Remembering Merce Cunningham, technology pioneer

Courtesy of Edward Santalone
Merce Cunningham started using computer technology to choreograph in 1991.

Merce Cunningham, a master choreographer and dancer who performed well into his 80s, died on Sunday, according to a notice posted on the website of the Merce Cunningham Dance Company. He was 90. Cunningham is best known as a tireless innovator – his work has been brought to life by most of the world's major dance troupes, from the Ballet of the Paris Opéra to the New York City Ballet.

"You have to love dancing to stick to it," Cunningham once said. "It gives you nothing back, no manuscripts to store away, no paintings to show on walls and maybe hang in museums, no poems to be printed and sold, nothing but that single fleeting moment when you feel alive." Born in Washington in 1919, Cunningham made his name in the 1940s as a soloist with Martha Graham's dance company.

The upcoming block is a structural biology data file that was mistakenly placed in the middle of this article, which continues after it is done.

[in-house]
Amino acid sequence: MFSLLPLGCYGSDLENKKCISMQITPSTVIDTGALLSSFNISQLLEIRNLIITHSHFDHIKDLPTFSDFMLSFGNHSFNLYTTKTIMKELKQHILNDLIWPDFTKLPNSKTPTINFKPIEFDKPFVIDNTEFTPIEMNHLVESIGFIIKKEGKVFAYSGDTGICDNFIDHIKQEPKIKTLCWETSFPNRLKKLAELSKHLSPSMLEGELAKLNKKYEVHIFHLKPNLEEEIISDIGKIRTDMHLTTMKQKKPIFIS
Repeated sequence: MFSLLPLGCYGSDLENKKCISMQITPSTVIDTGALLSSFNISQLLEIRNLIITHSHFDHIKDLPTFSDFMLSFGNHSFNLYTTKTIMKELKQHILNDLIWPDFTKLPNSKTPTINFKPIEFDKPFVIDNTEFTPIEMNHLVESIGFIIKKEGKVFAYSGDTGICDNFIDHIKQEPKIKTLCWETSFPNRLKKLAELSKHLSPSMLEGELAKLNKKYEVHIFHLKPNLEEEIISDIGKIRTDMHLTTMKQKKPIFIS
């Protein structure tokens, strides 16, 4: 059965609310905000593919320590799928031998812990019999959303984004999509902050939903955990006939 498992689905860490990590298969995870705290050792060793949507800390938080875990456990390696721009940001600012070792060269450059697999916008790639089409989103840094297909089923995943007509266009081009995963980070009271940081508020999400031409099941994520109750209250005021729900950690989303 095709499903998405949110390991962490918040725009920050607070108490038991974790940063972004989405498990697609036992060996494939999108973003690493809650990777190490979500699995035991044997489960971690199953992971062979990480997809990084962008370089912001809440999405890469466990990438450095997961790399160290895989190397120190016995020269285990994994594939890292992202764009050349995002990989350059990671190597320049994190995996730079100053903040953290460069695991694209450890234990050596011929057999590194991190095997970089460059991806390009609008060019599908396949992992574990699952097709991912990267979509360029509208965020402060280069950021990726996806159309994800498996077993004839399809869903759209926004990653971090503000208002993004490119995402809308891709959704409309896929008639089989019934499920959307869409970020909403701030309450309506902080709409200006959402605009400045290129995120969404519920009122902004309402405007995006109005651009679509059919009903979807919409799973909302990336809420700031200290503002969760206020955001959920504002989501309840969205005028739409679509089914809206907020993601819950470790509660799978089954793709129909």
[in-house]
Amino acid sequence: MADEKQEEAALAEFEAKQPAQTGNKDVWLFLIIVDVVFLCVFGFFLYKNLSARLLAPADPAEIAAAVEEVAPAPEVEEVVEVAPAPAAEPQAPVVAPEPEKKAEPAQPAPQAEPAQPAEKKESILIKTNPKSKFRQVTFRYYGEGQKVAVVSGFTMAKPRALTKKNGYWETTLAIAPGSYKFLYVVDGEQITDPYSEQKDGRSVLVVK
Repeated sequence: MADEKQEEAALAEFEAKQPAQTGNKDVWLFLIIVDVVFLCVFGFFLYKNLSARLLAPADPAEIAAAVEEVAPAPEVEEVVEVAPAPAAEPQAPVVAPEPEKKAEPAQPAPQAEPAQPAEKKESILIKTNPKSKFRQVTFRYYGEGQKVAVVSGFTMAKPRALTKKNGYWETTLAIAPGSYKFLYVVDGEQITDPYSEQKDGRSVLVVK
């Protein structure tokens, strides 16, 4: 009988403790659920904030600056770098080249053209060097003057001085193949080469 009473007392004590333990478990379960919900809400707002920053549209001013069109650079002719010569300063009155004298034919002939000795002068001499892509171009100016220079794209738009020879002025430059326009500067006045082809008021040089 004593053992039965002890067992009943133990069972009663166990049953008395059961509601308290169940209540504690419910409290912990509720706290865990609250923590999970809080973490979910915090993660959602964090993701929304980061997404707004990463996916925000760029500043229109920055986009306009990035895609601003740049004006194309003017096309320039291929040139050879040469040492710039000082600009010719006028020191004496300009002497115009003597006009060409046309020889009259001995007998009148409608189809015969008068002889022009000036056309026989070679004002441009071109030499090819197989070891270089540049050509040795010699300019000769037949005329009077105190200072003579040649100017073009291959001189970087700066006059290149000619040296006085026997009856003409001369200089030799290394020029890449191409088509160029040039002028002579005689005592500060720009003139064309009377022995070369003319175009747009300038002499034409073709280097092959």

But more recently, Cunningham had cultivated a reputation as one of the first choreographers to take advantage of the digital revolution. He created the computer choreography program DanceForms, and he experimented regularly with motion capture technology. In 1998, SIGGRAPH, the annual technology conference, commissioned a three-screen animation project called "Hand-drawn Spaces." And this year, he launched the webcast Mondays with Merce, which allowed users to learn from Cunningham's technique via video feed.

Writing in 2005, staff writer Gloria Goodale explored the work of a "dancemaker emboldened by curiosity." Goodale reported from Stanford University, where the Cantor Art Center had unveiled a project called "Encounter: Merce." "During 30 days of interdisciplinary exploration," Goodale wrote, "everyone from computer-science and biology undergraduates to medical-center personnel and music professors has participated in lectures, research projects, and 'happenings' – the mixing of many art forms into a single event."

In 2003, Monitor contributor Iris Fanger looked at how easily Cunningham was able to blend pop-culture with traditional dance. At the time, Cunningham had chosen two rock bands, Sigur Rós and Radiohead, to co-create a score for a piece titled "Split Sides." He told Fanger, "There might be people coming to the theater who haven't heard of Merce Cunningham, but not very many who don't know Radiohead, as far as I can tell. They are like the Beatles."


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